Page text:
New Delhi: The Gulfs of Kambhat and Kutch in Gujarat show very high indices to multi-hazard coastal vulnerability, according to mapping carried out by the Indian National Centre for Ocean Information Services (INCOIS), the government on Thursday said.
In a written reply in Rajya Sabha, Minister for Earth Sciences Harsh Vardhan said Hyderabad-based INCOIS and Integrated Coastal and Marine Area Management (ICMAM), Chennai carried out mapping and demarcating of multi-hazard coastal vulnerability for states.
"The relative vulnerability of different coastal environment is essentially quantified at a regional to national scale using basic information on seven risk variables, viz. Shoreline change rate, sea-level change rate, coastal slope, mean significant wave height, mean tidal range, coastal regional elevation and coastal geomorphology," Harsh Vardhan said.
"The general trend in the vulnerability, demarcated in to four classes (very high, high, medium and low), carried out first time on macro-synoptic scales (at 1:1,00,000) covering the entire Indian coastline suggest varied degrees of vulnerability along coastal states of Tamil Nadu, Andhra Pradesh, Odisha, Kerala, Maharastra, Goa, Gujarat and islands of Andaman and Nicobar Islands and Lakshadweep.
"The Gulfs of Kambhat and Kutch in Gujarat show very high vulnerability indices, with the inlets of Kutch show localised vulnerability," he added.
The study noted that coastal vulnerability aspects at a much local (micro) level were accounted with additional parameters such as cyclone, storm surge and coastal flooding.
Relatively low vulnerability indices were reported along the zones of mangroves that help in breaking the large amplitude waves, dissipating the energy and hence act as a natural barrier.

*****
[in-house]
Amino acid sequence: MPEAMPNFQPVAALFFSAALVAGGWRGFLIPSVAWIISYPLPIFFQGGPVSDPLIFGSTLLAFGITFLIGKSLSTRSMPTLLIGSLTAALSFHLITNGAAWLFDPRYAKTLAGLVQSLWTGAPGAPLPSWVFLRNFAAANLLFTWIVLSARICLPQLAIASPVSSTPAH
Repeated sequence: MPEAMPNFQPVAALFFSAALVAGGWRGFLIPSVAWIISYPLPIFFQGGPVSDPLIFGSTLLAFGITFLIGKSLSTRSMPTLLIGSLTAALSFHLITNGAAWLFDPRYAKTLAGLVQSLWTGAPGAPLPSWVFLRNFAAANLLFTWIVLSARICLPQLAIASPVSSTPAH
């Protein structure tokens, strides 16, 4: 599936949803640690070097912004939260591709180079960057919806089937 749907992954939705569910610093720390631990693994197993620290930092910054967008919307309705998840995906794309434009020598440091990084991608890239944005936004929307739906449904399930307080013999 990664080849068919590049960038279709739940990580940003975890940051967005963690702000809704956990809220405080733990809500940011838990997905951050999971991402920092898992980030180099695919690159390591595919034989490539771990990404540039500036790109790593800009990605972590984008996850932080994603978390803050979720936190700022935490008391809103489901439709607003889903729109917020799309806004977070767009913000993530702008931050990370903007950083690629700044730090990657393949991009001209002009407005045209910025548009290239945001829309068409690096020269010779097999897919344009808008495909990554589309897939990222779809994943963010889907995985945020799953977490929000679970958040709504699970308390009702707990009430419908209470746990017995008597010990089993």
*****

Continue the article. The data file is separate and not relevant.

"In Andhra Pradesh, the coast of Krishna, West Godavari, East Godavari, Visakhapatnam, Vizainagaram and Shrikakulam district were classified as medium to high vulnerable class. In general southern parts of Andhra Pradesh are more vulnerable when compared to northern parts," the minister added.
Responding to another question about Indian prisoners including fishermen languishing in Pakistani jails, Singh said that according to the list provided by the Pakistani authorities on July 1 under the bilateral Consular Access Agreement, there are 48 civil prisoners and 247 fishermen believed to be Indians in Pakistani jails.
"Out of the 48 civil prisoners, the Indian nationality status in respect of 24 civil prisoners has been confirmed. The other 24 civil prisoners are mentally challenged. Of the 247 fishermen, the Indian nationality status in respect of 210 fishermen has been confirmed so far while one fishermen was not found to be Indian during the verification.
"Nationality status confirmation is under process in respect of the remaining 36 fishermen. Since the mentally challenged prisoners were not able to provide details about themselves during consular access, their available details (names along with their photographs) have been placed on the website of the High Commission of India, Islamabad to help in their expeditious identification," the minister said.
He said that the government regularly takes up with the Pakistan authorities the issue of early release and repatriation of all such prisoners as well as providing regular consular access to them.
He added that India is also monitoring the status of all Indian prisoners lodged in Pakistani jails and the India- Pakistan Judicial Committee consisting of retired judges from both countries visits jail in both the countries to ensure human treatment and expeditious release of prisoners including fishermen, who have completed their prison term.
"Due to government's efforts, 390 fishermen were released by Pakistan by 2013 and 150 fishermen were released by Pakistan in 2014 so far," the minister in reply to another question.